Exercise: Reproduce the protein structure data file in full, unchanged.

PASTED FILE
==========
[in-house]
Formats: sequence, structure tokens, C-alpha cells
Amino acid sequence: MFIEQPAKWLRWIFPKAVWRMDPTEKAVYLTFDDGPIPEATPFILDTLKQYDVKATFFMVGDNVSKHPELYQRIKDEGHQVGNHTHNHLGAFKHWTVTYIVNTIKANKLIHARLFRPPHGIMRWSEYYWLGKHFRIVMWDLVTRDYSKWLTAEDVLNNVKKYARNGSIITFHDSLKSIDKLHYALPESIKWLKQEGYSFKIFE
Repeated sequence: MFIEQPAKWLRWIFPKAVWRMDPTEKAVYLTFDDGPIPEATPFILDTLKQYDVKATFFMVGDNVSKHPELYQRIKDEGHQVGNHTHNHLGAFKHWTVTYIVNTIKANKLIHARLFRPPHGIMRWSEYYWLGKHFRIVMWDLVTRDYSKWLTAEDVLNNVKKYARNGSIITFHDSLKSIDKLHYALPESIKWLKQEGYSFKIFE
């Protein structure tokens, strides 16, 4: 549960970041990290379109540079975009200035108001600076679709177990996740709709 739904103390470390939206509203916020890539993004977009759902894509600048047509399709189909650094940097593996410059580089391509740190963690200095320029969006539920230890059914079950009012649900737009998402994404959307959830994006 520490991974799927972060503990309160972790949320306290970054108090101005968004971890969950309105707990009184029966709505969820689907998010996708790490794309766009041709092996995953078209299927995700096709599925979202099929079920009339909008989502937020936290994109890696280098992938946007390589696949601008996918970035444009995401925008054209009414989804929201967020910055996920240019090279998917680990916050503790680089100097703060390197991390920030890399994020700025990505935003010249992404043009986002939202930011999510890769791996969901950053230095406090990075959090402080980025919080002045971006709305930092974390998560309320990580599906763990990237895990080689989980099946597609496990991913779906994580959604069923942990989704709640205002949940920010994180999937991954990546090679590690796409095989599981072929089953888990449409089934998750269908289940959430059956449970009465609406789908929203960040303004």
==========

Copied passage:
[in-house]
Formats: sequence, structure tokens, C-alpha cells
Amino acid sequence: MFIEQPAKWLRWIFPKAVWRMDPTEKAVYLTFDDGPIPEATPFILDTLKQYDVKATFFMVGDNVSKHPELYQRIKDEGHQVGNHTHNHLGAFKHWTVTYIVNTIKANKLIHARLFRPPHGIMRWSEYYWLGKHFRIVMWDLVTRDYSKWLTAEDVLNNVKKYARNGSIITFHDSLKSIDKLHYALPESIKWLKQEGYSFKIFE
Repeated sequence: MFIEQPAKWLRWIFPKAVWRMDPTEKAVYLTFDDGPIPEATPFILDTLKQYDVKATFFMVGDNVSKHPELYQRIKDEGHQVGNHTHNHLGAFKHWTVTYIVNTIKANKLIHARLFRPPHGIMRWSEYYWLGKHFRIVMWDLVTRDYSKWLTAEDVLNNVKKYARNGSIITFHDSLKSIDKLHYALPESIKWLKQEGYSFKIFE
């Protein structure tokens, strides 16, 4: 549960970041990290379109540079975009200035108001600076679709177990996740709709 739904103390470390939206509203916020890539993004977009759902894509600048047509399709189909650094940097593996410059580089391509740190963690200095320029969006539920230890059914079950009012649900737009998402994404959307959830994006 520490991974799927972060503990309160972790949320306290970054108090101005968004971890969950309105707990009184029966709505969820689907998010996708790490794309766009041709092996995953078209299927995700096709599925979202099929079920009339909008989502937020936290994109890696280098992938946007390589696949601008996918970035444009995401925008054209009414989804929201967020910055996920240019090279998917680990916050503790680089100097703060390197991390920030890399994020700025990505935003010249992404043009986002939202930011999510890769791996969901950053230095406090990075959090402080980025919080002045971006709305930092974390998560309320990580599906763990990237895990080689989980099946597609496990991913779906994580959604069923942990989704709640205002949940920010994180999937991954990546090679590690796409095989599981072929089953888990449409089934998750269908289940959430059956449970009465609406789908929203960040303004």